Meeting the famed chimpanzee researcher and animal welfare advocate Jane Goodall earlier this month was a lifetime highlight for Tara Hellewell, Red Deer and District SPCA executive director.
“It was amazing. She had just celebrated her 80th birthday … I thought: I hope I’m still making presentations at 80,” said Hellewell, who was recently elected to the board of directors of the Canadian Federation of Humane Societies. “And she thanked us for the work we were doing, which was just wonderful.”
Hellewell, 41, met Goodall in Toronto while attending the CFHS National Animal Welfare Conference from April 12 to 15. It was the first conference hosted by the federation in 10 years.
While the majority of community-based humane societies operate as separate entities, there’s been a recent push for a more united front with the federation, Hellewell said.
The conference brought together like-minded people and speakers from across Canada to network and discuss information on the humane movement.
“There was good discussion on animal testing in our country, which is something we don’t always think about happening right here in Canada,” she said.
“For me, the conference highlighted the need to start talking more about farm animals within our local SPCA.”
Hellewell hopes to help boost the Western Canada presence in the federation with her appointment to the board. She is required to attend two board meetings per year and will serve a two-year term and can be re-elected up to three times.
Due to her 13-year background in fundraising and charity work, she also plans to serve on the national fundraising committee, donating at least an extra six hours per month to special projects, she said.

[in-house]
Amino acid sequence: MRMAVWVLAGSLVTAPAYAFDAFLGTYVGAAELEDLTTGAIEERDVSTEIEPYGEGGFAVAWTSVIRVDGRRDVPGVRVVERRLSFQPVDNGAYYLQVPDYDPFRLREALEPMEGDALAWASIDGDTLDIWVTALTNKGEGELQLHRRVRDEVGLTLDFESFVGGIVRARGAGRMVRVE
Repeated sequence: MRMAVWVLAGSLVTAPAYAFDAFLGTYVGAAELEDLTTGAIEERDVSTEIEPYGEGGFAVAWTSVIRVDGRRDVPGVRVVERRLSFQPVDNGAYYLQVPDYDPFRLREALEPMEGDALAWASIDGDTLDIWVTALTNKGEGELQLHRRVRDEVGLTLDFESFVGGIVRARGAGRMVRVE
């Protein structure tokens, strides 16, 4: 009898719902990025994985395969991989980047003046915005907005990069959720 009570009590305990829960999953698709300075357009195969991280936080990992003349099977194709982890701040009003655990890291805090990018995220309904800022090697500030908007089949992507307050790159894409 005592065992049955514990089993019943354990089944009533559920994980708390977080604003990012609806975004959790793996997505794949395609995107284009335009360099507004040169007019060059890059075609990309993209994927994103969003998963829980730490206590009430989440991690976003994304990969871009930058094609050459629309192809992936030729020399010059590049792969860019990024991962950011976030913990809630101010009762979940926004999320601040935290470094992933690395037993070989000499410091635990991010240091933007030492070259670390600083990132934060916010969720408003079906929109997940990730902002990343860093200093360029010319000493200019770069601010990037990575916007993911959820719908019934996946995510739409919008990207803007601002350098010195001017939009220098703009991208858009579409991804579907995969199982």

She believes the Red Deer SPCA will also continue to grow with better access to the CFHS, opening up new doors for the shelter that often feels like “a small fish in a big pond.”
The Red Deer charity has already partnered with the CFHS to bring the Just for Cats: Internet Cat Video Film Festival to the city on Oct. 28 at the Memorial Centre. The show, featuring the best in cat-themed YouTube videos, sold out when it opened in Toronto.
The SPCA has made milestones over the past four years since moving out of its original, small location, and has developed a strong voice now, Hellewell said.
“The best place for that voice to be heard is through the federation. They have the ear of the government. They’re doing great initiatives with companion animals like cats and dogs but also in the agricultural sector, too, making sure the food on our plates is humanely raised and humanely slaughtered.”
She plans to add new information, especially about what’s being done with farm animals, to the SPCA’s website in the near future.
Hellewell’s board position is volunteer based and she was originally the only Albertan on the 11-person board until a fellow member moved to Edmonton recently from New Brunswick.